The Financial Times quotes John Whiting, policy director at the Chartered Institute of Taxation, who points out that, taking into account existing higher-rate tax levels, national insurance, and VAT on goods and services purchased with pay awards, UK bankers are already paying some 70% in taxes to the government.
UK Chancellor Alistair Darlings says that British bankers 'should be able to look at your next door neighbour and justify what you are doing'.
Wall Street is said to be rallying around to try and save one of its own - 49-year-old Alan Cohen, the head of credit over at hedge fund York Capital. Alan has a rare and aggressive form of leukemia (acute erythroleukemia), and is is dire need of a bone marrow transplant in the next few weeks.
Reuters reports that Barclays Bank, which has now been sued three times in the last month over an alleged windfall profit of $5bn the bank is said to have made on the purchase of Lehman assets in September 2008, says that all talk of secret profiteering is just nonsense. The bank says that the lawsuits are simply a means to try and 'renegotiate now a deal that (was) fully understood and approved more than a year ago'.
Here's the draw for the Second Round of our 2010 'Best Place to Work' in the global financial markets poll.
The Wall Street Journal reports that all is now well in MerrillLynchland, after Bank of America back-tracked and permitted the firm's investment bankers to have the old bull logo back on their business cards.
So, with trading and the credit crunch well and truly in the mainstream news, everyone thinks that they know who the major players are. Goldman Sachs, JPMorgan, Barclays Capital are three firms which immediately come to mind. But you sometimes have to look at other well known companies from a different angle to realise that they, too, have pretty substantial trading operations.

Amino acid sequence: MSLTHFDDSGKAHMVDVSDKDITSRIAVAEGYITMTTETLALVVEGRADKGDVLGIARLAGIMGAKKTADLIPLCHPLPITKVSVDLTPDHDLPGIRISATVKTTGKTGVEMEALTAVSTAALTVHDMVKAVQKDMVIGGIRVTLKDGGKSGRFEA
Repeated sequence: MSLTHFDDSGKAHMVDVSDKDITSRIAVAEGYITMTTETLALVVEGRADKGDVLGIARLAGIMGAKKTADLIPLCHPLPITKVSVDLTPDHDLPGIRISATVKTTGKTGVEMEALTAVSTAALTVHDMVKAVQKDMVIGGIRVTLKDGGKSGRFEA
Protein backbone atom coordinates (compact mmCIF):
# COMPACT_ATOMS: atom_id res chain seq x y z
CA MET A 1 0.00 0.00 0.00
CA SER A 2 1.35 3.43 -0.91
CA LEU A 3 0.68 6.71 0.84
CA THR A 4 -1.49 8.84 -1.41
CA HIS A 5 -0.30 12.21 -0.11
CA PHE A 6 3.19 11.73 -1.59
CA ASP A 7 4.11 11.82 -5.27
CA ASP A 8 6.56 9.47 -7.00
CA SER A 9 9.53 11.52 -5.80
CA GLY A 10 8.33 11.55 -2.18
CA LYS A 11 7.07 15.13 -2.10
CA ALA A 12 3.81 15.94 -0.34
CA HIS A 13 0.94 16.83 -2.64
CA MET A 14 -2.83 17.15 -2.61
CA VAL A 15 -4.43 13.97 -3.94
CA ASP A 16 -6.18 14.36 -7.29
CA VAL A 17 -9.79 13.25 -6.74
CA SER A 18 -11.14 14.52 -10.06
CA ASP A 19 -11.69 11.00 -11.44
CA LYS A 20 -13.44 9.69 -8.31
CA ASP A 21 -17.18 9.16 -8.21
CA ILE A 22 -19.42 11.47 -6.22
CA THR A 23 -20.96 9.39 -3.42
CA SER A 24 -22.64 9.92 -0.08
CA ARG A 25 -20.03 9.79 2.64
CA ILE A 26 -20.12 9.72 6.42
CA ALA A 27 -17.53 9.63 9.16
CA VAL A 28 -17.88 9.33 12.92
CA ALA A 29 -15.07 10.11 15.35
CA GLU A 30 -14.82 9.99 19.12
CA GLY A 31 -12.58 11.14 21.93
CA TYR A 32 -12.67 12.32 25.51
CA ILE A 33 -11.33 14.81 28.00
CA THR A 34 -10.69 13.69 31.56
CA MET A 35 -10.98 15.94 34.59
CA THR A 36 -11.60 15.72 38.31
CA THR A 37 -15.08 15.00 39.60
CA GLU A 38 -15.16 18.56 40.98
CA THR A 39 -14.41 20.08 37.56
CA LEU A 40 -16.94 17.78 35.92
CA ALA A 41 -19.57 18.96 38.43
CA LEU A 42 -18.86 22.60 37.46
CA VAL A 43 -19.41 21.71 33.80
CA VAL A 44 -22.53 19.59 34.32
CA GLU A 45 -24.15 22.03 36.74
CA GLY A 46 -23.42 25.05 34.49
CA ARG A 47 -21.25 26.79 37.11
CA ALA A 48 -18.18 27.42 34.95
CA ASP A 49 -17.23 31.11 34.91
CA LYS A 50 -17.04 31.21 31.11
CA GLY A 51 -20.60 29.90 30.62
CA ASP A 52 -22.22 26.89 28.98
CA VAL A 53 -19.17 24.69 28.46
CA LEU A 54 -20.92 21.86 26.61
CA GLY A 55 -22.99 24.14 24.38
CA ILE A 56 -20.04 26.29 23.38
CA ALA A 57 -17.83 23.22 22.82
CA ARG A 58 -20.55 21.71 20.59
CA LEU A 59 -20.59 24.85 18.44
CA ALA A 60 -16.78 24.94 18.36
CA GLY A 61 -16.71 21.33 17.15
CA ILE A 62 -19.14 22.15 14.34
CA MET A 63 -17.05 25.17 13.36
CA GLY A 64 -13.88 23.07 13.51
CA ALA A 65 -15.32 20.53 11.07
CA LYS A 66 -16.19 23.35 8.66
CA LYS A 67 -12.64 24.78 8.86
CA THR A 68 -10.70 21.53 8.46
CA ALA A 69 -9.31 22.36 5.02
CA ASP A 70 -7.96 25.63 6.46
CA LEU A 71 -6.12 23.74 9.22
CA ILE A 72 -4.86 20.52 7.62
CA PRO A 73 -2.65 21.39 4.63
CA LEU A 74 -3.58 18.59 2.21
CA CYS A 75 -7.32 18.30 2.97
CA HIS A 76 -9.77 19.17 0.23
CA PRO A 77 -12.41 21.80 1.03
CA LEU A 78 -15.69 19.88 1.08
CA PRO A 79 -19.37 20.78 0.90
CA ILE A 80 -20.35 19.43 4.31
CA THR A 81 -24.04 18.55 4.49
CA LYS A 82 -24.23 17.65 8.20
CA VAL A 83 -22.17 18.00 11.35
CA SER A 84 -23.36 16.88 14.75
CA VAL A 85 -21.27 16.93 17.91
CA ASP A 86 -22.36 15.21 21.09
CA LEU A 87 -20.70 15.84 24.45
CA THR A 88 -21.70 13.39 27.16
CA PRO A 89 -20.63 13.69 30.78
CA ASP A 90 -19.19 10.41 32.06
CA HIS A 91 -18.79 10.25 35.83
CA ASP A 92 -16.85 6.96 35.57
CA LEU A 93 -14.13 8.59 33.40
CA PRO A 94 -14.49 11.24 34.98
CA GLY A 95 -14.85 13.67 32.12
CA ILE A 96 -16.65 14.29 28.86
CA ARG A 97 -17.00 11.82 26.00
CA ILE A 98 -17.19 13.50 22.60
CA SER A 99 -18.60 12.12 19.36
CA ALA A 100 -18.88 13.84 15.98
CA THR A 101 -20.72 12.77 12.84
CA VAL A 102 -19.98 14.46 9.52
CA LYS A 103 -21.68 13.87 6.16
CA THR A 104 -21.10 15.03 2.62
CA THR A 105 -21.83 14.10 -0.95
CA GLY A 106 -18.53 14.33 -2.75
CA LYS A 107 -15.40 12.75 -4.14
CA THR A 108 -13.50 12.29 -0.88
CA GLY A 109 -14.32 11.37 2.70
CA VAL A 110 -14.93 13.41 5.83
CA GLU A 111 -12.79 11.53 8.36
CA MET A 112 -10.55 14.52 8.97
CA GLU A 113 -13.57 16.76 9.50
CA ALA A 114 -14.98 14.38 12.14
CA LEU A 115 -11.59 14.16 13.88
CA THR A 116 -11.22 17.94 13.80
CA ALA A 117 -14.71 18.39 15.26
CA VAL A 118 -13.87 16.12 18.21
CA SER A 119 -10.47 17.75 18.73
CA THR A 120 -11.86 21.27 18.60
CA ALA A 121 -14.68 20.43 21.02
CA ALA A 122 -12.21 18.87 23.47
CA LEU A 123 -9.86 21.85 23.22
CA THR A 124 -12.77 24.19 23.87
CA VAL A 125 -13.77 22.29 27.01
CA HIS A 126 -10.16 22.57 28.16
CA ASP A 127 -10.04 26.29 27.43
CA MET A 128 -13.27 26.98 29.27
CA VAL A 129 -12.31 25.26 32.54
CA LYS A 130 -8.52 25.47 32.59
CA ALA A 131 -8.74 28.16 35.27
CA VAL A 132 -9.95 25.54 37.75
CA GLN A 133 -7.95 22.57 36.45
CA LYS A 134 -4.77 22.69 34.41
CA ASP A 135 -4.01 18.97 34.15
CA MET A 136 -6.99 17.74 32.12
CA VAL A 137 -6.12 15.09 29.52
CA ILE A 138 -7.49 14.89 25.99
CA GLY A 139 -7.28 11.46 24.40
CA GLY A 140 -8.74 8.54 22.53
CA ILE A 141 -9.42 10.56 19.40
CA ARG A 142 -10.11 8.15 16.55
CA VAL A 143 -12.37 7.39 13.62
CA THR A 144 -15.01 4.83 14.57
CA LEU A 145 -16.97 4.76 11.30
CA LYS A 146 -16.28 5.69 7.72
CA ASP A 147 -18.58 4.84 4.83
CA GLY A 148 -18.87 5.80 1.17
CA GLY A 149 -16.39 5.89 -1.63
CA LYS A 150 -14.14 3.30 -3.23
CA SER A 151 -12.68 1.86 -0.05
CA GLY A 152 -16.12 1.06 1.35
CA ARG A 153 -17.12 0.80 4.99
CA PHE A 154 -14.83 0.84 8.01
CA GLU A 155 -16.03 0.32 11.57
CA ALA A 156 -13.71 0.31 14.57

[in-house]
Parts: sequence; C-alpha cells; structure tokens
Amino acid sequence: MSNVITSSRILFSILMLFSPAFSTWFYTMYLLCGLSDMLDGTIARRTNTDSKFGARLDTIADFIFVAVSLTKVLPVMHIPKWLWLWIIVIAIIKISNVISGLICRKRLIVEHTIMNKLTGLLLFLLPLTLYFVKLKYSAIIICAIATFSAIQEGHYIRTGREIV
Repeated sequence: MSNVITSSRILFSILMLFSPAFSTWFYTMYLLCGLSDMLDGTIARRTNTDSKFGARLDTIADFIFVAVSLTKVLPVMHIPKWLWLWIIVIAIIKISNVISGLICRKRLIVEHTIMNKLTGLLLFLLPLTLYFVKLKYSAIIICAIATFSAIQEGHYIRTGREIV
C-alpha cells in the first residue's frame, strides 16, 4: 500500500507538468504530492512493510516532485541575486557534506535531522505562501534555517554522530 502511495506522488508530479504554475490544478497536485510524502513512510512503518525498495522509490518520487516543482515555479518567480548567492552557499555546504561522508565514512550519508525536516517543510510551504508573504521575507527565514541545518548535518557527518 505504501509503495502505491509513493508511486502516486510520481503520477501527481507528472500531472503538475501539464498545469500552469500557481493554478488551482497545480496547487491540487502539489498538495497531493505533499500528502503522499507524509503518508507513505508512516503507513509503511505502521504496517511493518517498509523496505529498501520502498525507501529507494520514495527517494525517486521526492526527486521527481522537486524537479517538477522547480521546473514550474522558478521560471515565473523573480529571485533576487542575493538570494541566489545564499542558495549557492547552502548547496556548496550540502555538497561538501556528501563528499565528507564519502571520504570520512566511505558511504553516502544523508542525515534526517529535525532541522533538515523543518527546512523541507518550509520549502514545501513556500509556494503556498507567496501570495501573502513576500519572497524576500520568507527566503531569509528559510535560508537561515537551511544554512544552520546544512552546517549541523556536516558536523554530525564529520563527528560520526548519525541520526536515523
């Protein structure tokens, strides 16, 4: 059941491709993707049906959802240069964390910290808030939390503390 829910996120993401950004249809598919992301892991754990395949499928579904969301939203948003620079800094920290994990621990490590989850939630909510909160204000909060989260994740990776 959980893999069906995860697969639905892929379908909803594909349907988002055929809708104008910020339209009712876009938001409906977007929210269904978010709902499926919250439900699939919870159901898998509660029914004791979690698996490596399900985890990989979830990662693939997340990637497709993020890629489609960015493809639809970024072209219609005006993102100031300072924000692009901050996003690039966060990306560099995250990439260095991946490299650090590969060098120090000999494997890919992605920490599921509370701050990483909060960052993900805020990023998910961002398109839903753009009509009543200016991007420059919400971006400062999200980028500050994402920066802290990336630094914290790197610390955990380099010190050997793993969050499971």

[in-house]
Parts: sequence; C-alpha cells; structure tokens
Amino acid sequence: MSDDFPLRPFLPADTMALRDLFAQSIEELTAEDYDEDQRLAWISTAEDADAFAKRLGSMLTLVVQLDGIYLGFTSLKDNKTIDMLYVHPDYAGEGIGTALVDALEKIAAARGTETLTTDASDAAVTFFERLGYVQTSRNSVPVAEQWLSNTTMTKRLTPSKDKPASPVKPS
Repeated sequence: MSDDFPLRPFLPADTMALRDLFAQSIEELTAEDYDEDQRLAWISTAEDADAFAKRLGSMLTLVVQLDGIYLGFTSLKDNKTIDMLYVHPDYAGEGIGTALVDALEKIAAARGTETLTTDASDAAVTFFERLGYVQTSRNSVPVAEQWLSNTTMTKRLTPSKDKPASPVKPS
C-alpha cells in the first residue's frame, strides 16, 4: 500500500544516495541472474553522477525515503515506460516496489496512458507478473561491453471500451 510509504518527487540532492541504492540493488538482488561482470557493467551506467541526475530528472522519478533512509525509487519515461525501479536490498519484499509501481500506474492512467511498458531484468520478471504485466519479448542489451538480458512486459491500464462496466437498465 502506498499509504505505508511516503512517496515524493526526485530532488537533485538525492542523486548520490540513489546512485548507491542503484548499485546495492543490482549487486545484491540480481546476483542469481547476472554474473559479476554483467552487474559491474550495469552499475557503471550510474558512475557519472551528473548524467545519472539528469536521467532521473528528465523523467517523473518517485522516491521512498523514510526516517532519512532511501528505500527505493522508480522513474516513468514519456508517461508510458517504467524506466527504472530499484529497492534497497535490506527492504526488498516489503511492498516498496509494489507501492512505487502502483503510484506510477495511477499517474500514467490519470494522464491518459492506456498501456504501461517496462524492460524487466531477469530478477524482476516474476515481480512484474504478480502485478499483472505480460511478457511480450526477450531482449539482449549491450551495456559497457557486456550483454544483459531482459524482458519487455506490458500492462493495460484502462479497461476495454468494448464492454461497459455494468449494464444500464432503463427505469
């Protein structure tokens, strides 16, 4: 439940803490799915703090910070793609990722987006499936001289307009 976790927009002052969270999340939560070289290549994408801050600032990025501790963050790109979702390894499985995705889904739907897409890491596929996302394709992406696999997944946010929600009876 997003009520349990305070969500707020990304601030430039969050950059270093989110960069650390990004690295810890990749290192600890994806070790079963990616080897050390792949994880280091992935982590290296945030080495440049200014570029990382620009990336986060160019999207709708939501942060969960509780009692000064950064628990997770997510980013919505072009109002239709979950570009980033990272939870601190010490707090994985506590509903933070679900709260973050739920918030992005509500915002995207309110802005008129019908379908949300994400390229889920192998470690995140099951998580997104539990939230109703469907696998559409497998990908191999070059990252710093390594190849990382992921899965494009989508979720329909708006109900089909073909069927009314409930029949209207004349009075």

A memorial service was held at the Lincoln Center in Manhattan Monday to commemorate the life of Bruce Wasserstein, who was chairman and CEO of Lazard until his death in October.
The Sunday Times reports that, according to its unnamed sources, over 1,000 investment bankers have quit Royal Bank of Scotland this year, which represents around 5% of the headcount over at the bank's Global Banking & Markets Division.
Rumours abound that UK Chancellor Alistair Darling is preparing to levy a supertax on rich bankers to make his boss, Gordon Brown, feel better about screwing up the economy. A politically motivated move of this kind would also go down well with the masses, who doubtless will cry that greedy bankers have at last got their come-uppance.
A British expat in Singapore stirred up an Internet storm after his Facebook posts mocking the "poor people" using mass transit went viral, hitting on the city-state's touchy issues of anti-foreigner sentiment and a growing wealth divide.
People will no longer earn more than peers in other industries simply because they work in finance.
The technology industry is a place where an idea scrawled on the back of an envelope in a college dorm room can become a multimillion-dollar company overnight.